Since I moved to Germany I have made a handful of trips south to Dresden, that grand old city on the Elbe with its beautiful Altstadt and bustling and buzzing Neustadt on opposite banks of the river. The first time we went there we caught the train sometime in January, walking through the snow past some suitably eastern bloc socialist modernist architecture before we reached those buildings that made the city famous and that can, with a squint and a bit of imagination, return us to the city as painted by Bellotto during the 18th Century, a period when Dresden was renowned for its art and architecture, and which inspired Schiller to write his Ode to Joy, his poem celebrating brotherhood and unity of all mankind.
The wide sweep of the river separates the old and the new towns – and the flood meadows that seem to stretch almost as wide as the Elbe itself highlight the sense of distance between either side. On another visit I came south with a friend to play Petanque, tossing those boules along pathways in the manicured gardens of the Japanese Palace on the northern bank, our view back across to the old town distracting in its beauty. It was around about then that they finished the reconstruction of the Frauenkirche, and it is at this point we come to the unavoidable fact about Dresden and one which cannot help but shape your view of the city however many times you visit.
For the best part of half a century the ruins of the Frauenkirche stood as an anti-war memorial, a visible reminder of those couple of days in February 1945 which continue to shape the city to this day. The bombing raids of the American and British forces remain a controversial act– Churchill would distance himself from the attacks even though he played an important role in the planning – and whatever one’s opinions as to the justification or otherwise, the events of 13-15 February, which almost completely destroyed the heart of the city, costing the lives of tens of thousands of civilians in the process, remains a stark reminder of the brutality of the wars that shaped the first half of the 20th Century.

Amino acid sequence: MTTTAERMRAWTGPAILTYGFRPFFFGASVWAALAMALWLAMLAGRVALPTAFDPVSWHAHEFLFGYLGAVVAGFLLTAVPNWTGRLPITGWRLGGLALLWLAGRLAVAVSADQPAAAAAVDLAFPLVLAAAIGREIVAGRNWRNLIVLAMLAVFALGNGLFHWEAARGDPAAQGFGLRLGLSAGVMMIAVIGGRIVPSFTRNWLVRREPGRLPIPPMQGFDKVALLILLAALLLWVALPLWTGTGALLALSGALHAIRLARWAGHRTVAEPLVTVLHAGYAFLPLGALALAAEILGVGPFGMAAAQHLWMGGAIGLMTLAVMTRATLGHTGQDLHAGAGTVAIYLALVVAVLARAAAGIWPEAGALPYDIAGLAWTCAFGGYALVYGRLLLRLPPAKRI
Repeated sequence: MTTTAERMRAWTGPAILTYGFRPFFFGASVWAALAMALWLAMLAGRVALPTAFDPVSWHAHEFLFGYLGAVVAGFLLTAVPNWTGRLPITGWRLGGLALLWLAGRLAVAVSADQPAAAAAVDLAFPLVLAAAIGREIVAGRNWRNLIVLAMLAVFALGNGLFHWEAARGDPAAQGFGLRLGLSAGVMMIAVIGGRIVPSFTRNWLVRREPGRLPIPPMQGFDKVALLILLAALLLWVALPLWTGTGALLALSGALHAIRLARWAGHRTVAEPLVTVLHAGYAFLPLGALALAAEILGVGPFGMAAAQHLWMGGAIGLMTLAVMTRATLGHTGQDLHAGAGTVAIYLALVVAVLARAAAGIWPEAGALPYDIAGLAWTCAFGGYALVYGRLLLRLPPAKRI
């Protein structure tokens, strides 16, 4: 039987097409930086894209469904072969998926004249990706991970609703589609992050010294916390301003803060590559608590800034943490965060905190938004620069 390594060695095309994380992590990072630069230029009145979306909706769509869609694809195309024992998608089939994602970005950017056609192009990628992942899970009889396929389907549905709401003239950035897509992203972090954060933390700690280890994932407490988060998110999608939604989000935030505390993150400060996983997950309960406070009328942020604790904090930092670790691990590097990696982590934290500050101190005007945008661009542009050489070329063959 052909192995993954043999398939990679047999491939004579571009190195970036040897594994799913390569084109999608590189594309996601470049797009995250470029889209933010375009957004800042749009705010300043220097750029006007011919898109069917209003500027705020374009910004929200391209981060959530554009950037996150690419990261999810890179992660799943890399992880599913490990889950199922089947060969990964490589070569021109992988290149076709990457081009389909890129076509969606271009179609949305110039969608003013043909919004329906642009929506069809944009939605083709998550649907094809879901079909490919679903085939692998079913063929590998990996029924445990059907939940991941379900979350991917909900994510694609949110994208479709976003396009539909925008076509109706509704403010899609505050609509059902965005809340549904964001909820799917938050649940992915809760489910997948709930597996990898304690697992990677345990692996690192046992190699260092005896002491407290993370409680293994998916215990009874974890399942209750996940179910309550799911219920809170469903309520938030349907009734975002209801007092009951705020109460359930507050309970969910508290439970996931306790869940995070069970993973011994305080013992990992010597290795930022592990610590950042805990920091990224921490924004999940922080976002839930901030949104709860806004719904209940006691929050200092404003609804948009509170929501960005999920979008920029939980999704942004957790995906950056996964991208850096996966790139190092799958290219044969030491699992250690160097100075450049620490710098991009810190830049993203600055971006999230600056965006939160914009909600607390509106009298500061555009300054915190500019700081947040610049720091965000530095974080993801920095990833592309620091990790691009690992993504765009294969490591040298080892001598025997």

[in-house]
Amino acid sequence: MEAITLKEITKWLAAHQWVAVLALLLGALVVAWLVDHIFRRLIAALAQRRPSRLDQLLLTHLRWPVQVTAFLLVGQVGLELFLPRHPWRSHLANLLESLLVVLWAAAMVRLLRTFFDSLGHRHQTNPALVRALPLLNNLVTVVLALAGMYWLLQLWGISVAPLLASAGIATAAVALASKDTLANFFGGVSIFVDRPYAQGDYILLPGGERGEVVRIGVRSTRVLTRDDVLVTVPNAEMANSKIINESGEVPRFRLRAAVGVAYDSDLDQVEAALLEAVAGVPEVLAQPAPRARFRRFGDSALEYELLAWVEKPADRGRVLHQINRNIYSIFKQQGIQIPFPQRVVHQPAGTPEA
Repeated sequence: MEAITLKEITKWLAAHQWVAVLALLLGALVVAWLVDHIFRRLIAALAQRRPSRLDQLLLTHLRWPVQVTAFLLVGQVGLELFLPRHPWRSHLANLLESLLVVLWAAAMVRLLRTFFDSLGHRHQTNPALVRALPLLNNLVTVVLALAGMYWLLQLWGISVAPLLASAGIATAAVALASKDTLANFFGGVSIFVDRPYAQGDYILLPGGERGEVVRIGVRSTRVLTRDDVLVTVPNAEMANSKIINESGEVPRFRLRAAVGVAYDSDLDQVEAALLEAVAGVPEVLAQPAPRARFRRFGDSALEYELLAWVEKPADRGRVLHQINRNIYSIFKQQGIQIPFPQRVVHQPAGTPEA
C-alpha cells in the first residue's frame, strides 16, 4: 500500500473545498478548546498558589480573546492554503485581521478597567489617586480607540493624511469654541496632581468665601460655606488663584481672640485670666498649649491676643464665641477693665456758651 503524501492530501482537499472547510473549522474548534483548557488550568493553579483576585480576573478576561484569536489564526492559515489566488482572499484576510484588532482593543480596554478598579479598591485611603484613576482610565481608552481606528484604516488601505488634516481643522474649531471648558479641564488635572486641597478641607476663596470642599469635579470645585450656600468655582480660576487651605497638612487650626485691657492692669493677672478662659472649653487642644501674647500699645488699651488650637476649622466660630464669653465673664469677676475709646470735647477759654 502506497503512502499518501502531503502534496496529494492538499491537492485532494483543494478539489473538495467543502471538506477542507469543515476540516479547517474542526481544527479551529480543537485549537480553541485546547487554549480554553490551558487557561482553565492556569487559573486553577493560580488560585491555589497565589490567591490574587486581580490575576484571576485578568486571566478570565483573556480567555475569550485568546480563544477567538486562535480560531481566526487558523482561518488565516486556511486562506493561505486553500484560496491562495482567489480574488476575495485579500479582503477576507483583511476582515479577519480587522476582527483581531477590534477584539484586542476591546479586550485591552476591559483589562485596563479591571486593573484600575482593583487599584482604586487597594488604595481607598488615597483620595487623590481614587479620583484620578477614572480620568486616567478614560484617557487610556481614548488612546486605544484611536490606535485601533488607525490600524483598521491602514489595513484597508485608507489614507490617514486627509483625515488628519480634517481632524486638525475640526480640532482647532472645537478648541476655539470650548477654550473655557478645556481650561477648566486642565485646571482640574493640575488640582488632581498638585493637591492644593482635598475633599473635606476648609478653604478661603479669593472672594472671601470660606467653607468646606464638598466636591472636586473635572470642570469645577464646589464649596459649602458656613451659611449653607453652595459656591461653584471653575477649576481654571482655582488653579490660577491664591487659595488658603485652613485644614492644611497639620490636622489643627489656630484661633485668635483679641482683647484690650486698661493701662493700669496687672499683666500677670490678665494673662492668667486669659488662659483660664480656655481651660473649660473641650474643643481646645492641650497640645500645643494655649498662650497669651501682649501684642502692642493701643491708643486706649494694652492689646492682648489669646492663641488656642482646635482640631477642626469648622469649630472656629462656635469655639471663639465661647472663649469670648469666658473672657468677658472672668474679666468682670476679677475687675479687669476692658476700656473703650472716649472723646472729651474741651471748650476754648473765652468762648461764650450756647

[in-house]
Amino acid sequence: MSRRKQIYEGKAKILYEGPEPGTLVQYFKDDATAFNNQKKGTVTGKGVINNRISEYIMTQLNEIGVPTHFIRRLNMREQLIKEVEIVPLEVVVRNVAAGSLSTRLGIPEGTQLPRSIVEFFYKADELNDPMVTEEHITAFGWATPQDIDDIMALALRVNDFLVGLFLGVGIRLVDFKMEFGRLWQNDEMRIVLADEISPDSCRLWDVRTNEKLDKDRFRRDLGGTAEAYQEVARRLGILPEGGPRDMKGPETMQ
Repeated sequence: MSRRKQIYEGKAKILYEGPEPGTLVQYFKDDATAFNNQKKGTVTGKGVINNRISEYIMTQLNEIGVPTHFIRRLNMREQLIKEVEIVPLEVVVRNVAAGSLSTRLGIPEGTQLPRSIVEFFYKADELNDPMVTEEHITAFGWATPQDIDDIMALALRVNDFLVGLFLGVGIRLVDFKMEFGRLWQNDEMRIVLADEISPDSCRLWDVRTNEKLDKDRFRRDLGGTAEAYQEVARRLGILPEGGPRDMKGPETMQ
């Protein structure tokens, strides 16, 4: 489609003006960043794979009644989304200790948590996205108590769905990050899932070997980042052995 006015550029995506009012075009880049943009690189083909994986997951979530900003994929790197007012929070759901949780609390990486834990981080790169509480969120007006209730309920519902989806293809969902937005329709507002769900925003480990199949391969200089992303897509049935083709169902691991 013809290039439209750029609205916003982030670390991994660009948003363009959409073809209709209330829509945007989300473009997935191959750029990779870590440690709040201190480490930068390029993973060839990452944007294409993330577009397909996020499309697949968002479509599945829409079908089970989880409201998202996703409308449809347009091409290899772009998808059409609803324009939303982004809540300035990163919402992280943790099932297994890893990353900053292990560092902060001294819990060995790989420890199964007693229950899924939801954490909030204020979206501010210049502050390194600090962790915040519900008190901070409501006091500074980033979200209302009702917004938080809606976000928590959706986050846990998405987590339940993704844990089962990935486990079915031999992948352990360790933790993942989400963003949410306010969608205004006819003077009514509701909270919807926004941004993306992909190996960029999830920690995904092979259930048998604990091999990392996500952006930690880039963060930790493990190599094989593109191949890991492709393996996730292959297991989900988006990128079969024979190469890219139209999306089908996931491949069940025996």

The scars are perhaps not necessarily obvious, but like Berlin, or Coventry, or any other city that finds itself under sustained attack from the air and is left with such a massive re-building project as Dresden was, the memorial is – in many ways – the city itself that rose from the rubble. That walk past those communist-era buildings remind us of who it was that re-built Dresden after the war – and the division of Germany and the establishment of the German Democratic Republic was a legacy of the conflict as much as the ruins of the Frauenkirche. And now, like so many of the grand old buildings re-built during the GDR years and beyond, the Frauenkirche has risen again, a symbol of reconciliation between former enemies, and one which combines salvaged stones from the old cathedral that are speckled around the structure.
In some corners of Dresden you imagine you are looking upon a scene that has been consistent for hundreds of years. In others you are taken back to when this corner of the GDR was known as the Tal der Ahnungslosen (Valley of the Clueless) because of the locals inability to access “West” radio and television. In still others you see the battle all old cities face between progress and preservation, and which has cost Dresden and the Elbe Valley its place on the UNESCO World Heritage List. All cities tell a story through their architecture, but few required such a level of rebuilding after such a cataclysmic event that it is sometimes what is no longer there that resonates more than what has been built since. Perhaps it would have been better to leave the Frauenkirche as ruins, as they did in Coventry, Dresden’s twin city. Or perhaps it really is something special, that once a month the re-built cathedral hosts evensong in English, something that must have seemed unimaginable even in the months after the last bombs had fallen.
Words: Paul Scraton
Pictures: Katrin Schönig